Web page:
White chocolate, nougat and boysenberry jam.
Farm: Banko Chelchele
Elevation: 1,900 masl
Varieties: Wolisho, Dega, Kudhumi, JARC 74110, 74112
Sourced Through: Melbourne Coffee Merchants
This coffee was produced by Tarekech Werasa, who grows and processes coffee on her 4.9-hectare farm, Banko Chelchele. Tarekech’s farm is named after the local kebele (local village) of Banko Chelchele, where the farm is found, in the woreda (administrative district) of Gedeb, in the Yirgacheffe region of the Gedeo political zone, which is part of Ethiopia’s Southern Nationalities, Nations, and People’s Region. The farm is privately owned and operated by Tarekech and her family.
Being able to purchase a lot from a single producer in Ethiopia is rare and incredibly special. Most farmers are not able to connect to buyers directly, and must sell their cherry at local washing stations where it is combined with other farmers’ lots, losing transparency and distinction. To access support to process and market her coffee separately, Tarekech joined the Lalisaa Project, an initiative that aims to provide opportunity and resources for smallholder farmers and to connect them to overseas buyers like MCM directly. Head here to learn more about this incredible program and their work in the region.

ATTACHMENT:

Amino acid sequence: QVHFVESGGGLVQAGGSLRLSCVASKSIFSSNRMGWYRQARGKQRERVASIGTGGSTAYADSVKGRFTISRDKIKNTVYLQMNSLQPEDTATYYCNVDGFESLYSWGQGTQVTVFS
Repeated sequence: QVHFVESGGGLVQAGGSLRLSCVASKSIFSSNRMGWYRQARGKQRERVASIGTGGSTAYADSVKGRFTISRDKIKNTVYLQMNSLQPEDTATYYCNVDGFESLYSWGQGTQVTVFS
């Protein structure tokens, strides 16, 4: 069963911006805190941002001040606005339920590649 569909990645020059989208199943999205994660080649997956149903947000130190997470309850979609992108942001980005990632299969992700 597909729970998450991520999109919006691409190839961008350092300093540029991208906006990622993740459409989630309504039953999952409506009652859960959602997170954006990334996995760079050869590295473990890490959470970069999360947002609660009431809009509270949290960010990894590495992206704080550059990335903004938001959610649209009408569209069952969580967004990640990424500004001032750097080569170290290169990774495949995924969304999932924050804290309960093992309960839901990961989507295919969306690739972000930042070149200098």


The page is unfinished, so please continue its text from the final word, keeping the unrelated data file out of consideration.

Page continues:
Tarekech established her farm in 1990, and has spent most of her time since relying on brokers to sell her crop. Though she admits to have been wronged by them on numerous times, she has persevered with her farm and is extremely proud of her coffee. Her situation stabilised when direct trade regulations changed in 2018 and she subsequently joined The Lalisaa Project, allowing her to connect more directly to the international market. Tarekech believes that whoever tries her coffee will fall in love with it immediately – and we couldn’t agree more!